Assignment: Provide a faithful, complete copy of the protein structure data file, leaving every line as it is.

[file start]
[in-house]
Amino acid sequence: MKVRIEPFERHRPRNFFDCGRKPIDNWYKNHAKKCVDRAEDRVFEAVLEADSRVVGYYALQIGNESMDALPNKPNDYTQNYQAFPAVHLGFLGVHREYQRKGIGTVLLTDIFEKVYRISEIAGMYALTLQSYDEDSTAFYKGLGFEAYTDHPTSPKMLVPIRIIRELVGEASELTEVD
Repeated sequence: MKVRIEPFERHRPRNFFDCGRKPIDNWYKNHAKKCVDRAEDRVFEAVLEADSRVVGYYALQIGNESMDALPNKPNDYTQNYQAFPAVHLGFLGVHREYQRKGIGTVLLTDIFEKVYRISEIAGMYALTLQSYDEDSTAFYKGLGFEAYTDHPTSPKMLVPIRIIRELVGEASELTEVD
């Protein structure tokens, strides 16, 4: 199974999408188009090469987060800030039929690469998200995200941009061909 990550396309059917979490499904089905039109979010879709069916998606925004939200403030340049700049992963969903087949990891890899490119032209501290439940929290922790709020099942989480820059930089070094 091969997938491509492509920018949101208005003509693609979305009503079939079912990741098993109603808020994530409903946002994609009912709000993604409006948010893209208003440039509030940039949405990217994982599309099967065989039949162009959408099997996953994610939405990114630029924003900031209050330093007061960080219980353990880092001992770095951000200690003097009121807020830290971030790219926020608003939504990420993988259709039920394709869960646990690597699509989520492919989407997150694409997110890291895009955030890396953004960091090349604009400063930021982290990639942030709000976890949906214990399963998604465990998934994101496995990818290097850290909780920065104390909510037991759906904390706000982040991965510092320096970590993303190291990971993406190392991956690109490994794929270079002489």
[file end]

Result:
[in-house]
Amino acid sequence: MKVRIEPFERHRPRNFFDCGRKPIDNWYKNHAKKCVDRAEDRVFEAVLEADSRVVGYYALQIGNESMDALPNKPNDYTQNYQAFPAVHLGFLGVHREYQRKGIGTVLLTDIFEKVYRISEIAGMYALTLQSYDEDSTAFYKGLGFEAYTDHPTSPKMLVPIRIIRELVGEASELTEVD
Repeated sequence: MKVRIEPFERHRPRNFFDCGRKPIDNWYKNHAKKCVDRAEDRVFEAVLEADSRVVGYYALQIGNESMDALPNKPNDYTQNYQAFPAVHLGFLGVHREYQRKGIGTVLLTDIFEKVYRISEIAGMYALTLQSYDEDSTAFYKGLGFEAYTDHPTSPKMLVPIRIIRELVGEASELTEVD
């Protein structure tokens, strides 16, 4: 199974999408188009090469987060800030039929690469998200995200941009061909 990550396309059917979490499904089905039109979010879709069916998606925004939200403030340049700049992963969903087949990891890899490119032209501290439940929290922790709020099942989480820059930089070094 091969997938491509492509920018949101208005003509693609979305009503079939079912990741098993109603808020994530409903946002994609009912709000993604409006948010893209208003440039509030940039949405990217994982599309099967065989039949162009959408099997996953994610939405990114630029924003900031209050330093007061960080219980353990880092001992770095951000200690003097009121807020830290971030790219926020608003939504990420993988259709039920394709869960646990690597699509989520492919989407997150694409997110890291895009955030890396953004960091090349604009400063930021982290990639942030709000976890949906214990399963998604465990998934994101496995990818290097850290909780920065104390909510037991759906904390706000982040991965510092320096970590993303190291990971993406190392991956690109490994794929270079002489």